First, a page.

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Job analysis: Importance and Purpose

Job analysis is the process of collecting and recording data related to skills and knowledge required when performing certain jobs, responsibilities, and jobs involved.

Importance of job analysis

Job analysis gathers education qualifications, experience, emotional characteristics, and physical characteristics needed to perform jobs effectively. Job analysis collects information that will match employees and their jobs. The process assess the performance of an employee, determines the value of particular tasks, and analyzes training procedures and development needed for employee to deliver in certain jobs. Job analyses collects the location of the job, department, division, compensation grade, routine tasks, communication and physical skills, duties involved in the job, the structure of reporting to the job, MIS activities, ability of the employees to adapt to their work environments, licenses and certifications required and the ability to grow and close sales. It outlines methods of handling clients, subordinates, superiors, and personal presentation (Quirin, 2001).

Purpose of job analysis

According to Quirin (2001), job analysis is important in recruitment and selection, job designing, job evaluation, deciding compensation and benefit packages, performance appraisal, analyzing training and development needs, assessing the worth of a job and increasing personnel and organizational productivity.

Recruitment and selection

Job analysis determines attributes of people required to perform specific jobs. It lists various qualifications, experience level, technical skills, emotional and personal skills needed to perform the job in the desired fashion. Job analysis fits the right person with the right job and in the appropriate department. Job analysis process determines job duties included when advertising for vacant positions. It determines appropriate levels of salary and the position for each salary range. Minimum requirements in each position are determined such as experience and levels of education. Proper job analysis determines questions asked during the interview, selection tests and instruments, evaluation forms and orientation materials for new applicants (Quirin, 2001).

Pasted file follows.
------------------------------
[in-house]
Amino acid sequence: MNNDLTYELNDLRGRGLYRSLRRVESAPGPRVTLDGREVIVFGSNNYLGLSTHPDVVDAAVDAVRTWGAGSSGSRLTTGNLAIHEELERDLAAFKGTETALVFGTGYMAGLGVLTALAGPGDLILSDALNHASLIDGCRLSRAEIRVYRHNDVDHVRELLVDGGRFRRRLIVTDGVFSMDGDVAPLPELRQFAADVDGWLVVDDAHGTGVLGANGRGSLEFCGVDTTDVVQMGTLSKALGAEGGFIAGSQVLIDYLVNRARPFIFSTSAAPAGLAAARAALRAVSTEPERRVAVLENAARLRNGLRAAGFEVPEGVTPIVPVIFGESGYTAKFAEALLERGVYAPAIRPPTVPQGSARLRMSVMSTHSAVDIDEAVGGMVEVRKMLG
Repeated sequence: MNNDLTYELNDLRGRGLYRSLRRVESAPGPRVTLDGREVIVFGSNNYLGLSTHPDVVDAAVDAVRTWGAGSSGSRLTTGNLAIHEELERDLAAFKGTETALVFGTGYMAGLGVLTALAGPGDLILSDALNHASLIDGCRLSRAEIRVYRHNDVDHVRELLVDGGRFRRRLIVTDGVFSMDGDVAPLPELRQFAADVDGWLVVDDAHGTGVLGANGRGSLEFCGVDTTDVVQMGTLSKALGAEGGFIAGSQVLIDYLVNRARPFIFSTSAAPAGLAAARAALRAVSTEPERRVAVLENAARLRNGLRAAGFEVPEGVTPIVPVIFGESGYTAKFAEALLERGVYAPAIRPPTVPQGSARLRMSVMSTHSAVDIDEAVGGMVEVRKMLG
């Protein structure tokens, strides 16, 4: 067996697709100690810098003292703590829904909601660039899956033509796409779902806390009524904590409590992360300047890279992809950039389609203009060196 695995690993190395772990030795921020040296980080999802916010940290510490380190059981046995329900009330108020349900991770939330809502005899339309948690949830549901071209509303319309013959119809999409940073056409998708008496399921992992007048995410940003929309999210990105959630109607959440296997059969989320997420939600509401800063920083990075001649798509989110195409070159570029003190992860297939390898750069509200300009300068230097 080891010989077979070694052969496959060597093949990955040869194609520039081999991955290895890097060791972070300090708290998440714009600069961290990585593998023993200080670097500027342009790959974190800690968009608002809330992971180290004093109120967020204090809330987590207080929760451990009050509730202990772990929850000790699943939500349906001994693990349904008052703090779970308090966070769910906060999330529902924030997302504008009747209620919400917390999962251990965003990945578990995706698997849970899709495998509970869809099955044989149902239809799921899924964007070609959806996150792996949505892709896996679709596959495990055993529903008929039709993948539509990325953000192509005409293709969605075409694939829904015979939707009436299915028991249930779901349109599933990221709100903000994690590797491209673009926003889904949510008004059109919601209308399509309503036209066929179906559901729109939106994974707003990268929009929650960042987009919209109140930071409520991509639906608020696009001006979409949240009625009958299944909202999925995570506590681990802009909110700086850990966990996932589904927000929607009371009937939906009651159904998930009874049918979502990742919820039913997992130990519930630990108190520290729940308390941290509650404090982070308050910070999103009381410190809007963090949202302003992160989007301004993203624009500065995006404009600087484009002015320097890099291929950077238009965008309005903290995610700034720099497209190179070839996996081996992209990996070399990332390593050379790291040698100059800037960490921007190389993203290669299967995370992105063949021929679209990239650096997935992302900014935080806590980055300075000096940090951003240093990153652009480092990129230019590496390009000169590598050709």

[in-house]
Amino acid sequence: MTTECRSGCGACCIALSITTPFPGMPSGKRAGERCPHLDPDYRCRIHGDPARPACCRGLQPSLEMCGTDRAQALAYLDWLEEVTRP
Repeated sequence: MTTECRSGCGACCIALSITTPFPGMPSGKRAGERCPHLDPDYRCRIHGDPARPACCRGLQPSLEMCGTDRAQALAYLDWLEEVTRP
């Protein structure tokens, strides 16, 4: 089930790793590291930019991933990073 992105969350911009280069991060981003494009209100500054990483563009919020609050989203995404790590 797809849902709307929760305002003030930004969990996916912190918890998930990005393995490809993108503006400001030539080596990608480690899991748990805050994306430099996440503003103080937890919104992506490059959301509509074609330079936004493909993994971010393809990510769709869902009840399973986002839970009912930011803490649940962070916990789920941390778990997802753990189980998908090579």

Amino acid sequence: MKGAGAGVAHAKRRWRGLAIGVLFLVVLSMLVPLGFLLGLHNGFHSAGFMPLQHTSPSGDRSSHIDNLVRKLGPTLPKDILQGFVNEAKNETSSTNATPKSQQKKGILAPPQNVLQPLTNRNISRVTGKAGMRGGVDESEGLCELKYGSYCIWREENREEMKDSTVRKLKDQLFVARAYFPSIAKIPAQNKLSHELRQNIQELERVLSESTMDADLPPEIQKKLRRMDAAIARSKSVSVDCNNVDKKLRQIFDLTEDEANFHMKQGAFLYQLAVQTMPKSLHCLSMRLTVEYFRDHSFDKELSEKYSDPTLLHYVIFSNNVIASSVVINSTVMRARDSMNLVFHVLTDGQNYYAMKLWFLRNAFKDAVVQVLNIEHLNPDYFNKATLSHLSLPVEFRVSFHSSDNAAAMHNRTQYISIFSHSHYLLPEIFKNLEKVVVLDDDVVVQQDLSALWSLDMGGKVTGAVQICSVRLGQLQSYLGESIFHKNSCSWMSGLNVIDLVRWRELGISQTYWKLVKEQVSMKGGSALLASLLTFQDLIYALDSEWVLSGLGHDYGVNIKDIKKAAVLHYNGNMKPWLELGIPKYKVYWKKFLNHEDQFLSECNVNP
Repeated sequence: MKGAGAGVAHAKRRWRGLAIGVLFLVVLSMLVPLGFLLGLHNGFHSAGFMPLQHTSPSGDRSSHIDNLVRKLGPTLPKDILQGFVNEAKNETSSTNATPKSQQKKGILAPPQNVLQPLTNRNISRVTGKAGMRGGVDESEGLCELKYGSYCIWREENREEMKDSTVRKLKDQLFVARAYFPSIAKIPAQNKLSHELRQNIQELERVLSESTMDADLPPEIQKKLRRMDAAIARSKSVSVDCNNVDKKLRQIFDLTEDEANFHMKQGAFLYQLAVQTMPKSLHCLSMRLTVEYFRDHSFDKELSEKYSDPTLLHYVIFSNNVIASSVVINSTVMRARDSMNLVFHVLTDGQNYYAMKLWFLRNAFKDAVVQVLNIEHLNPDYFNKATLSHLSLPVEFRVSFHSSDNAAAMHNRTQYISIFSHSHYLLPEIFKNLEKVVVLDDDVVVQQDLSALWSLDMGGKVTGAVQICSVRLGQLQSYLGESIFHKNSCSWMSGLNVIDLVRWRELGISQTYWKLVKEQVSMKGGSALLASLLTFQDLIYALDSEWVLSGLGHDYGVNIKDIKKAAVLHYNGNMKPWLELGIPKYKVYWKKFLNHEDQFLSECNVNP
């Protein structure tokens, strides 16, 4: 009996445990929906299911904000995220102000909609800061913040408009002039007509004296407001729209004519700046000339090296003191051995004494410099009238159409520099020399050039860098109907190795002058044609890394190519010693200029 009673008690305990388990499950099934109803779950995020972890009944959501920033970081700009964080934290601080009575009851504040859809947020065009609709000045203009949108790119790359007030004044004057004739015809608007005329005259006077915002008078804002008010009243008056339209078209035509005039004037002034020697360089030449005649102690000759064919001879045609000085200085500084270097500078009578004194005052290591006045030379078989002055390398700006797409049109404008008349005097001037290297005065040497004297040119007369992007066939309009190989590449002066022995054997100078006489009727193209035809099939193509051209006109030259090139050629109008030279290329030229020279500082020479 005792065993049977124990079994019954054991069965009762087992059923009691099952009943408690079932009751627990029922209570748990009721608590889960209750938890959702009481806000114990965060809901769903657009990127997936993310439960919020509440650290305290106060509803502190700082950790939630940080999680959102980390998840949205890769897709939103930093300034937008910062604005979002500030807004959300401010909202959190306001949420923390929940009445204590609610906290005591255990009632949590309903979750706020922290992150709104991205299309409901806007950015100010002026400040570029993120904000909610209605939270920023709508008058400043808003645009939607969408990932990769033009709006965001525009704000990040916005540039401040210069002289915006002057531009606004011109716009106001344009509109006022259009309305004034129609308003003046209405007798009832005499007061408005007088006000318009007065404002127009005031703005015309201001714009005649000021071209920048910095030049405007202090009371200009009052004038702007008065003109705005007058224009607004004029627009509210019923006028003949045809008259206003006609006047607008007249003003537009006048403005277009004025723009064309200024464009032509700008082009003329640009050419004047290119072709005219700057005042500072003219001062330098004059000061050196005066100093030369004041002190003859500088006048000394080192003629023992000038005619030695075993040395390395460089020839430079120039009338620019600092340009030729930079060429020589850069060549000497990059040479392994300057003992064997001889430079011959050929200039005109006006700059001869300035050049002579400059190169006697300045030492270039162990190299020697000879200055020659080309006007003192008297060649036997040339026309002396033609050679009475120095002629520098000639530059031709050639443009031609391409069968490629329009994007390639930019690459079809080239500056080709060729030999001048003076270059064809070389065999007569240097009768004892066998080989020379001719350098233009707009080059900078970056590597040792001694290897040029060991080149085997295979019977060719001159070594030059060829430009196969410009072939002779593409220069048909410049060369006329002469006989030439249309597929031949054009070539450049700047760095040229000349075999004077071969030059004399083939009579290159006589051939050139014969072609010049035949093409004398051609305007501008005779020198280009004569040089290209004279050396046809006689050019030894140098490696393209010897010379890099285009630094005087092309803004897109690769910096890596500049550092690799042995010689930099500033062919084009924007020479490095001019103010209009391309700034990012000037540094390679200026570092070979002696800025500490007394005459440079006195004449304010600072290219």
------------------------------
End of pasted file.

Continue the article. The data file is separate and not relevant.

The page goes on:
Performance analysis

Jobs analysis checks whether objectives and goals of particular jobs are met. It decides upon performance standards, individual output, and evaluation criteria. Job analysis measures the performance of each employee and appraises him or her accordingly.

Training and development

Job analysis assesses the materials required when developing and training each employee according to their needs. It measures the difference between expected and actual output to affect appropriate training to each employee. Job analysis decides on training content required, equipment needed andtools to conduct training among employees. It determines appropriate methods of training small groups and big groups. It determines assessment tests that measure effectiveness, and whether to use computers, videos or classrooms for training (Society for human resource management, 2014).

Compensation management

Job analyses determines pay packages, extra perks, benefits, fixed and variable incentives awarded to each employee. The pay packages varies according to job position, title, duties, and responsibilities of the job. HR managers use job analyses as a guide to decide worth of each employee when positioning each employee.

Job analysis helps determine the level of skills, working environment (physical effort, attention, and hazards involved), responsibilities, and levels of education.

Job designing and redesigning

Job analysis streamlines human efforts to attain best output from each employee. It designs, redesigns, evaluates and cuts back or adds responsibilities. Job analysis enhances the satisfaction of employees. Job analysis fits the right talents at the appropriate place and time (Society for human resource management, 2014).